JavaOne Recap: Java First! Java in the Cloud!
- By John K. Waters
If you had to boil down the keynote messages from Oracle executives and guest speakers at this year's JavaOne conference, held in San Francisco last week, you could do it with two phrases: Java first! and Java in the cloud! If you had a little more room in the pot, you could add: Java SE 9 and Java EE 8 are ready to rock!
Georges Saab, VP of development for Oracle's Java Platform Group and chairperson of the OpenJDK governing board, rolled out some genuinely impressive Java growth statistics on the keynote stage: 12 million developers are running Java today, and there are 38 billion active JVMs and 21 billion cloud-connected JVMs. But the goal now, he said, is to get Java in shape for a cloud-centric future.
"Thoughtful evolution has helped Java grow into the most vibrant programming language on the planet," he said. "Moving forward we want to make sure Java is well positioned for modern development and growth within the cloud."
Mark Cavage, Oracle's new VP of product development in the Java and Container Native Platform group, led the Java First charge with an initial focus on enterprise Java.
"If you take an honest look at where we are today," he said, "we can apply that famous Redmonk quote: 'When companies grow up, they turn into Java shops.' That tells us something, though. It tells us that people are writing in something first and then rewriting in Java. We need to change that… We want the next decade to be Java first and Java always."
Cavage called Java EE "the bedrock of mission critical systems" that "powers the enterprise," but it's also a platform that still needs to be modernized for the cloud and microservices and serverless.
"We have fundamentally opened up Java EE," he said, by contributing it to the open source Eclipse Foundation, but the work there is just starting. "We are going to be heads down over the next few months, getting to a 1.0 release of [Eclipse] Java EE," he said.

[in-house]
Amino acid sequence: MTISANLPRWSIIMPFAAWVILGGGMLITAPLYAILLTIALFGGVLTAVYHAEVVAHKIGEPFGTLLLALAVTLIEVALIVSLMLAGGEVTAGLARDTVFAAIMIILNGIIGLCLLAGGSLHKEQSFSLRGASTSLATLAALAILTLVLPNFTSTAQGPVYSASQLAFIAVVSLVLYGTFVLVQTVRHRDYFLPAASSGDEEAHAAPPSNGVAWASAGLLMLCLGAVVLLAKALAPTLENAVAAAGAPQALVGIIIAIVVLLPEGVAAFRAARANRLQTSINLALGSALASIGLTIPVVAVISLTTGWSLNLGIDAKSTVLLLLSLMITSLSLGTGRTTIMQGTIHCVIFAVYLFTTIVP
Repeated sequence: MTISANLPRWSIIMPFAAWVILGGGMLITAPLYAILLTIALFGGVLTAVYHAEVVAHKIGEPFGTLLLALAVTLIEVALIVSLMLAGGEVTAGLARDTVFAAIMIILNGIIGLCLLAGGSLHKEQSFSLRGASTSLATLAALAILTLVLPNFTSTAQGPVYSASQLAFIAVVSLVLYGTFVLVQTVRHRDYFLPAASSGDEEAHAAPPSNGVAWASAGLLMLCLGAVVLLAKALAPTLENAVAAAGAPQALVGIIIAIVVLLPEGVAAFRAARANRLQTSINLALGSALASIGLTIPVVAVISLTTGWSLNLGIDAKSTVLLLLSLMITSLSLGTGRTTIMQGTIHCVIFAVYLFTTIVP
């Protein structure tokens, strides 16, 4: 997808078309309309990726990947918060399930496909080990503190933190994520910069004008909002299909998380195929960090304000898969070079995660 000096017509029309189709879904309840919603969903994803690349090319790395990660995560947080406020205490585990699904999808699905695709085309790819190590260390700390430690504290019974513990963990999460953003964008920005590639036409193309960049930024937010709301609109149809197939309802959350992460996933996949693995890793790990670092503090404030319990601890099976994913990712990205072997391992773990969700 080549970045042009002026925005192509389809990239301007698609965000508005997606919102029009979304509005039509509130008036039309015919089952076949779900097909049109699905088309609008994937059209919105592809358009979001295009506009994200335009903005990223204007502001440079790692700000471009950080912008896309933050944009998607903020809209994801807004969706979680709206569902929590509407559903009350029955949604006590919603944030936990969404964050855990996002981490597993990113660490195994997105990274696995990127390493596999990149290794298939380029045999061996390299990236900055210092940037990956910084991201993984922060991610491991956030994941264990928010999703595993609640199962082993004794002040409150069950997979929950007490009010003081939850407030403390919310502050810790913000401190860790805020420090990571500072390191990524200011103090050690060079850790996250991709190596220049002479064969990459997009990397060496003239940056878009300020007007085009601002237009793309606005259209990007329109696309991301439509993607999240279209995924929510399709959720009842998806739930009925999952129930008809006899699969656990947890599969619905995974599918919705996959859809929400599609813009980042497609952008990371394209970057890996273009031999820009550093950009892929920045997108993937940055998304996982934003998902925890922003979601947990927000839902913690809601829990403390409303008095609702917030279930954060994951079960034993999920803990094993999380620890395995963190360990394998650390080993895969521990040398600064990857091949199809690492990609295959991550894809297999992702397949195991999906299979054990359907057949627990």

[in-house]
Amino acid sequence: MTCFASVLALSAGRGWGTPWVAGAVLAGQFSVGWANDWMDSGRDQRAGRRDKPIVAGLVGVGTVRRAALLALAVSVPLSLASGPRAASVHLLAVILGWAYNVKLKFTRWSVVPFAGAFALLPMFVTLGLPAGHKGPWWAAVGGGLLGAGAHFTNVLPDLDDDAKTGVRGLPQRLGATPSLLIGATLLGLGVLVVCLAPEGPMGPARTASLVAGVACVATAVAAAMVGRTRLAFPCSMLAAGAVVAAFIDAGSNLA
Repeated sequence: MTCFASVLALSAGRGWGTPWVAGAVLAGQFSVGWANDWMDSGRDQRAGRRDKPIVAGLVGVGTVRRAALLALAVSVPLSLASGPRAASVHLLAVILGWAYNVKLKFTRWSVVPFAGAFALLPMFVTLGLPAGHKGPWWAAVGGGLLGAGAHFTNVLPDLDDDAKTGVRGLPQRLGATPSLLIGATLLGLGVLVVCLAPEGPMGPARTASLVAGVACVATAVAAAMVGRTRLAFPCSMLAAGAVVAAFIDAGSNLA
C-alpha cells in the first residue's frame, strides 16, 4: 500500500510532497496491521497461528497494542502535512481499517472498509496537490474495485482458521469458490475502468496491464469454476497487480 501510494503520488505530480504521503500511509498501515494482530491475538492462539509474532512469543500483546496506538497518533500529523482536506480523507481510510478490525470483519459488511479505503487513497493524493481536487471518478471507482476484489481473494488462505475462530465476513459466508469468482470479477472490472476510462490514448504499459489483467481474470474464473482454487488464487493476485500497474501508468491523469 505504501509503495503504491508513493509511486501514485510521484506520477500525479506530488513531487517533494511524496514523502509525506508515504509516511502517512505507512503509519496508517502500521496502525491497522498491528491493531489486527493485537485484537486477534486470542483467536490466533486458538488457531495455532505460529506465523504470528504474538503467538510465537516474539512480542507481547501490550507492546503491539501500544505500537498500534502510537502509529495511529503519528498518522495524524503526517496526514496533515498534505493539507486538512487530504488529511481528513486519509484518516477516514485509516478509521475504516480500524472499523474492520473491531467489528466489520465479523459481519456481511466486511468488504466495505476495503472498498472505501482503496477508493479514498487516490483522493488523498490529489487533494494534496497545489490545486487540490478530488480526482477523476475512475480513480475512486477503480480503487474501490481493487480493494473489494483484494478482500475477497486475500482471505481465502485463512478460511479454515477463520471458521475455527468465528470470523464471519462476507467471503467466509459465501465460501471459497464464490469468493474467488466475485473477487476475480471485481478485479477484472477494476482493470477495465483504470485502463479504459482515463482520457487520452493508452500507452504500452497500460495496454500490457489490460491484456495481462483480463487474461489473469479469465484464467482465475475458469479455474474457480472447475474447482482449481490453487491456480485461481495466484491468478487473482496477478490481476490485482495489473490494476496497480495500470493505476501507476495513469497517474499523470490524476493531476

Cavage brought three well-known Java EE community leaders to the stage to talk about the future of enterprise Java. Tomitribe founder and CEO David Blevins observed that the next generation of developers will be inheriting the newly open-sourced enterprise Java, which he called "EE4J," (the current Eclipse project designation), and that makes it, literally, Java EE for the next generation.
Ian Robinson, chief architect of WebSphere Foundation at IBM, was optimistic about the future of open-source enterprise Java. "For people building solutions on top of Java EE, having this new community fired up with energy gives them encouragement that the future for Java EE is strong." But he added a warning to manage expectations: there's a lot of work ahead, he said.
Red Hat's VP of engineering, Mark Little, who helped to create the MicroProfile and move it to Eclipse, described the "ground swell" of interest and participation that followed that move. He said he expects to see the same support grow around EE4J. The move "allows two big communities to come together to drive enterprise Java into the next decade."
Cavage characterized the newly released Java SE 9, as a "transformational release," thanks, of course to the long-awaited modularization of Java via the Jigsaw project. "Modules are this amazing thing that will let us turn the corner, let us evolve," he said.